"Don't you go soft on me, boy."
Trey slid a glance at the boss, his eyebrow raised. He was probably the only cat in the Machine who could look at Boss Tom that way and get away with it.
But Boss Tom's glance slid across the street toward the prim young woman who'd caught Trey's eye. She was short, a tidge plump around the cheeks, with clear peaches'n'cream skin. She had chocolate brown hair rolled up into a fat bun, which meant it was long and thick and straight. She wore a fashionable blouse and trousers, of good quality fabric and construction, but they were all the wrong cut and color.
She and another girl were walking toward Kresge's with their schoolbooks clutched to their chests, chatting and laughing. Her friend was blonde, with a cute permed bob and she was wearing a pretty dress Trey remembered seeing at Harzfeld's.
"You know who that jane is?"
"Dot Albright. Her daddy's a Mormon bishop."
Trey's eyebrows shot into his hairline. "On your payroll?"
Boss Tom shook his head. "Not him, no. He's too savvy to work for anybody but himself. He just doesn't get in his congregants' business, even if their business is with me. And you know those folks're armed to the teeth."
Trey was too, and he wasn't somebody who could legally be shot on sight. "But they let their girls wear trousers."
"The one in trouser's Gil Scarritt's daughter. Marina."
Trey pursed his mouth. That was ... interesting, especially when the girls suddenly caught him staring. The pretty blonde in the pretty dress curled her lip. The interesting brunette in the trousers blinked at them innocently then looked at the pretty one with a scowl. Their lighthearted discussion turned into something more contentious.
"Two preachers' daughters," Trey mused. "Why's a Pentecostal lettin' his girl wear trousers?"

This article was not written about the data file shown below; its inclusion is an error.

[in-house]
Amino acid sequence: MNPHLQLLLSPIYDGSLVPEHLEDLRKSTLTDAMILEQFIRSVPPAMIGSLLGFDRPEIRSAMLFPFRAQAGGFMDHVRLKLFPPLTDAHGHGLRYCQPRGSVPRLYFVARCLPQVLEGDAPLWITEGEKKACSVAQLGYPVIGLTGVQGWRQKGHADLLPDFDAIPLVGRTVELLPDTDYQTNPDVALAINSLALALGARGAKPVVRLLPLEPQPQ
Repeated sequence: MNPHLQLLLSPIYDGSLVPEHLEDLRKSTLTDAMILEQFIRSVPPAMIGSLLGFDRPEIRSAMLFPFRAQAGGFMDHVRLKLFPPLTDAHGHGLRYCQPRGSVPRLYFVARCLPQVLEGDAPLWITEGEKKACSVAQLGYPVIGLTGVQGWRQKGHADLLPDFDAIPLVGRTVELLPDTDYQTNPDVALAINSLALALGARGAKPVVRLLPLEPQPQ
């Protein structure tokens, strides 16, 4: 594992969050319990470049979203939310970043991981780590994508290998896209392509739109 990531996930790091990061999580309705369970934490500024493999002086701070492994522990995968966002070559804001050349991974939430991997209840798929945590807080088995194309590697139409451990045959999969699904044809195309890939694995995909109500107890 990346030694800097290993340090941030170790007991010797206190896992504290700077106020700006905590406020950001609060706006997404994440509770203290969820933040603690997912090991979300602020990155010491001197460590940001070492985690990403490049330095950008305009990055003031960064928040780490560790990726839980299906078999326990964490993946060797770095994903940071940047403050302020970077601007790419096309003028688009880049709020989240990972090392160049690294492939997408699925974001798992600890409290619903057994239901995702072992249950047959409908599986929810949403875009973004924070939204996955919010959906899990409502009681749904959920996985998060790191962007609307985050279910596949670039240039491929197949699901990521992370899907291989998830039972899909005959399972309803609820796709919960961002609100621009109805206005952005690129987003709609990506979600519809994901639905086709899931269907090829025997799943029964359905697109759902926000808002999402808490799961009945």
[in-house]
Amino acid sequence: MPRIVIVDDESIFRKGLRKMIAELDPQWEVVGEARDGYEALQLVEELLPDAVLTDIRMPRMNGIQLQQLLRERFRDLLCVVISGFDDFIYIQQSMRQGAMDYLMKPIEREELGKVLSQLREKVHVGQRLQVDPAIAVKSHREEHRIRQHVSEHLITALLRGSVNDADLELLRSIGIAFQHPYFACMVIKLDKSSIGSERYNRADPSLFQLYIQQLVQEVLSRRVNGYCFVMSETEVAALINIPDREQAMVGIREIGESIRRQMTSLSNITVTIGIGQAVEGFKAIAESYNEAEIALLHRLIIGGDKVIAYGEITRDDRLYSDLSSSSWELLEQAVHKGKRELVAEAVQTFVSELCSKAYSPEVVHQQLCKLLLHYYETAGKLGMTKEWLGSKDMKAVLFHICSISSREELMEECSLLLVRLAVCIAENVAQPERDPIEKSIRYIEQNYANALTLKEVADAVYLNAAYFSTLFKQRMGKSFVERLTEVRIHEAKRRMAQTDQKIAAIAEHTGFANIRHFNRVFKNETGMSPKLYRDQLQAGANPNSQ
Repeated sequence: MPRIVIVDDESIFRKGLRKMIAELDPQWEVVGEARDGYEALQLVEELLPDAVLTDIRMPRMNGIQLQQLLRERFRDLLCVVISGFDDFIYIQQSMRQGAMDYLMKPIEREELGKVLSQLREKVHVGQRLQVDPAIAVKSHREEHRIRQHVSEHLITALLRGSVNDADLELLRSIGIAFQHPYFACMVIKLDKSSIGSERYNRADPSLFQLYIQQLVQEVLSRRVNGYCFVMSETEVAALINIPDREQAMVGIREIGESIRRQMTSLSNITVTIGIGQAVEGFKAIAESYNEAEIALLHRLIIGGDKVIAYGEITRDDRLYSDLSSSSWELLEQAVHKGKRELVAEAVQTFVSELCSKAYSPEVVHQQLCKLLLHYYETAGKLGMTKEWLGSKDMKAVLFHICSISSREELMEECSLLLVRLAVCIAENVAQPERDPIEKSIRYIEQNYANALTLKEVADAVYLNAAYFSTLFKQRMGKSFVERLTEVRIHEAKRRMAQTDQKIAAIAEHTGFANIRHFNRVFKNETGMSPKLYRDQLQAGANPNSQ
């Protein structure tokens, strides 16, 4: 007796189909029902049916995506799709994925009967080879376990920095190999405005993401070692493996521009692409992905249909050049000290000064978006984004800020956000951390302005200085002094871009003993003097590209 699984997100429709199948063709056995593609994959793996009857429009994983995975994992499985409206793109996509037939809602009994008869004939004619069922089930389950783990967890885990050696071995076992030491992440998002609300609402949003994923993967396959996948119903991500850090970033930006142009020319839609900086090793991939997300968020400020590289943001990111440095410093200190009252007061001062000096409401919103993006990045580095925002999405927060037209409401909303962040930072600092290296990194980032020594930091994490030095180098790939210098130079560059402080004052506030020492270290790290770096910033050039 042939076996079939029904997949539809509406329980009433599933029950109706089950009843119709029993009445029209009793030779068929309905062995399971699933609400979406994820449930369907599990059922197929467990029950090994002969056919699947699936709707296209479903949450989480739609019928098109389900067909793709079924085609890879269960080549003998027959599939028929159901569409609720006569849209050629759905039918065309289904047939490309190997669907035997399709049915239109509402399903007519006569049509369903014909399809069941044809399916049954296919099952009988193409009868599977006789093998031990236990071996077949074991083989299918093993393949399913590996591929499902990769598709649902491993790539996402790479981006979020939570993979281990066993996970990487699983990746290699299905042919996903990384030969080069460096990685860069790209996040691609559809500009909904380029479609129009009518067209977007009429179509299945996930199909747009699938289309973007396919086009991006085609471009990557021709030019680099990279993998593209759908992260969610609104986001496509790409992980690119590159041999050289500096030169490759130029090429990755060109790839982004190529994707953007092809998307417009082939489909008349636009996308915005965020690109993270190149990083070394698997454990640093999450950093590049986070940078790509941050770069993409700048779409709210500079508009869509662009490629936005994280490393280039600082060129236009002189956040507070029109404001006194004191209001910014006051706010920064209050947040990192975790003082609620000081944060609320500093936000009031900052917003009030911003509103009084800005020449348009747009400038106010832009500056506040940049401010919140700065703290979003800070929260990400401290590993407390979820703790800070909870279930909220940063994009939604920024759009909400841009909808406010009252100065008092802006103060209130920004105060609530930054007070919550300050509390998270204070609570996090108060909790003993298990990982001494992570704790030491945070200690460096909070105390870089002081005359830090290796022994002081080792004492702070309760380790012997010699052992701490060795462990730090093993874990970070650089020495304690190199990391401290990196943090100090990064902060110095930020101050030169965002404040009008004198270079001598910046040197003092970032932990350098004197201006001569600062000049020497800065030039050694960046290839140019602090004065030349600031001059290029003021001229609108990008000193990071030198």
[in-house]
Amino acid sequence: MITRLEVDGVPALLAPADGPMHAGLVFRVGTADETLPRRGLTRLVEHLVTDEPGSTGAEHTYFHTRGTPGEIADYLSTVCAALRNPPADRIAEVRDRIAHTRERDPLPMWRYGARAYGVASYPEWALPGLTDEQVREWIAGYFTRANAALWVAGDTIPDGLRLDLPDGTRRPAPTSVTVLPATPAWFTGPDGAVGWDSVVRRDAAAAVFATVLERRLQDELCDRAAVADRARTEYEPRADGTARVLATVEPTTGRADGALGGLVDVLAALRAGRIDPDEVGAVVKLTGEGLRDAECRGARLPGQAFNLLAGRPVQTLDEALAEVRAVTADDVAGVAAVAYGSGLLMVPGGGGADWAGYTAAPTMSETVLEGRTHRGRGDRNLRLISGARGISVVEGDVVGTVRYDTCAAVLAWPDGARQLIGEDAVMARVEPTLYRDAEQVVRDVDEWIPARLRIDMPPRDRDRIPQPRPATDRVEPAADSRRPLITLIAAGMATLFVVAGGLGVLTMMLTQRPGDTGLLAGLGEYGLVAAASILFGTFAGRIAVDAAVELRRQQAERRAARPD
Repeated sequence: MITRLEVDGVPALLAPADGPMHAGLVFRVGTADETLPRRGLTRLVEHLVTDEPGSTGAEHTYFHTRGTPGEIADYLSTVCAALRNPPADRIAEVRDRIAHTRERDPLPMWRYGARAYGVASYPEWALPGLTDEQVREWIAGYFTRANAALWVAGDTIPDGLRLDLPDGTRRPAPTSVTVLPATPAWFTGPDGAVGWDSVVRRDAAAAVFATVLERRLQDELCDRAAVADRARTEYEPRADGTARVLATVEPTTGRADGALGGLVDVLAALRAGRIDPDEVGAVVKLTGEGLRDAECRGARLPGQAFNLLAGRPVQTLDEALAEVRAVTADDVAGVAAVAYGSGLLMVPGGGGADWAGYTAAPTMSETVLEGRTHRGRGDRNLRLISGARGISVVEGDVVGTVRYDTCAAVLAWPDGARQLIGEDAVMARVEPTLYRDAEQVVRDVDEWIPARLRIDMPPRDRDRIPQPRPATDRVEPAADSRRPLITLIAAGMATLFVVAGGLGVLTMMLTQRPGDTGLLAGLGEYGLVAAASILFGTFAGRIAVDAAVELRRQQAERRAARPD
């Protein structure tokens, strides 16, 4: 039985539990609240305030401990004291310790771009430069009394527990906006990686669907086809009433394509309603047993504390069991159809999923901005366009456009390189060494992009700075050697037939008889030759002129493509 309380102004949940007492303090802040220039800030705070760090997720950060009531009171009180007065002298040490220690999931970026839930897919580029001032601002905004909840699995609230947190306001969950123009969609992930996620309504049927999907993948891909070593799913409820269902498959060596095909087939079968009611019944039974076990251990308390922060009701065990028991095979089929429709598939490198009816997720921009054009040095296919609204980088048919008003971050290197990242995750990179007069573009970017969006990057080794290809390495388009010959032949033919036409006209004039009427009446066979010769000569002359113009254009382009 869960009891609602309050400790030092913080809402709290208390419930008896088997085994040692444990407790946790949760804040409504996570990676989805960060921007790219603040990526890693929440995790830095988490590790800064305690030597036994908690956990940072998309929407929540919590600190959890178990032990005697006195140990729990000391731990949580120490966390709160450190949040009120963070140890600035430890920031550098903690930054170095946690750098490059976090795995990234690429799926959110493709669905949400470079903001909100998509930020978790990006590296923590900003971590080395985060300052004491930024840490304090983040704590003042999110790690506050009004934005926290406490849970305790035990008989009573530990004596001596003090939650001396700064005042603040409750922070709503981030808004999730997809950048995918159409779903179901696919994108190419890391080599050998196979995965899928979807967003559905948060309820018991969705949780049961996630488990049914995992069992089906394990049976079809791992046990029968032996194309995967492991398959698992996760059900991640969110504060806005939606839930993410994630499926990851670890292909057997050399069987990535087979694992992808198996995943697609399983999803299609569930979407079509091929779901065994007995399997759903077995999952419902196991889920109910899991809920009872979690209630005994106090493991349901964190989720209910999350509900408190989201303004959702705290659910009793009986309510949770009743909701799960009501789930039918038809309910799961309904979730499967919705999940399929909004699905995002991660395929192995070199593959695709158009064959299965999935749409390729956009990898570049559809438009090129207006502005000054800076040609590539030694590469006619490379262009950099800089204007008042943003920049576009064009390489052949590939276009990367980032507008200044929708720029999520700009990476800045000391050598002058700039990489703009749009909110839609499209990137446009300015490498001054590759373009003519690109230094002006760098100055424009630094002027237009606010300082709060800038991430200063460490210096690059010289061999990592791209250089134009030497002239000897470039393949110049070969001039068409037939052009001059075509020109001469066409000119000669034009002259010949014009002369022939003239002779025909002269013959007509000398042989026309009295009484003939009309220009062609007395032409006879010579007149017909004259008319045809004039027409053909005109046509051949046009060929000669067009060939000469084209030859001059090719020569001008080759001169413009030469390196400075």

"His idea of a chastity belt."
Trey nodded approvingly. "That's logical," he said. "Inconvenient and a damned shame, but logical."
"Her?" Tom hooted. "Not th'other one?"
"Naw. Pretty girls are a dime a dozen and I got a dozen of 'em on my payroll. How old is she?"
"Sixteen. What is wrong with you, Dunham? She ain't no looker."
"Likely not to anybody else, no."
"You got weird taste in dames."
Trey's taste was in interesting-looking dames. As he watched, the pretty one dragged the interesting one into the drugstore, with one last sneer over her shoulder at them.
"Trust Reverend Albright's girl to know what's what," Tom muttered, turning away.
"I thought you said he was a bishop."
"He is. Reverend's his given name." Trey had heard stranger names. "Dunham," Boss Tom rumbled, amusement heavy in his voice. "You wrestle that little bluenose into bed and knock her up, I'll turn the keys to 1520 over to you, as is, free and clear."
Trey was so shocked he barely kept his cool. "Marina?"
"Yes, Marina. Albright stays out of my way and I stay out of his."
Trey thought about that a few seconds. Finally he said, "That's some bounty, Boss. I might start thinkin' you don't like the good Reverend Scarritt."
"Don't start up thinkin' again, boy. People get in trouble that way."
Not Trey. And what Trey thought was that this wasn't a bet so much as an order. Trey didn't hesitate to take orders he had several good reasons to carry out.
"An' if I don't?"
"You will never get 1520 Main, no matter how much cash you can scrape together. You can't take it by force and I'm not gonna sell it to you. I'll give you one year. And if you think marrying her's gonna get the job done, think again."
Marriage was not in Trey's plans. "Consider it done."
YOU ARE READING
Kansas City, Missouri, 1929 Trey Dunham, a mid-level cog in the Pendergast Machine during Prohibition, runs 1520 Main, Boss Tom's most prized speakeasy featuring good booze, hot jazz, and beautiful women. Trey wants to buy the join...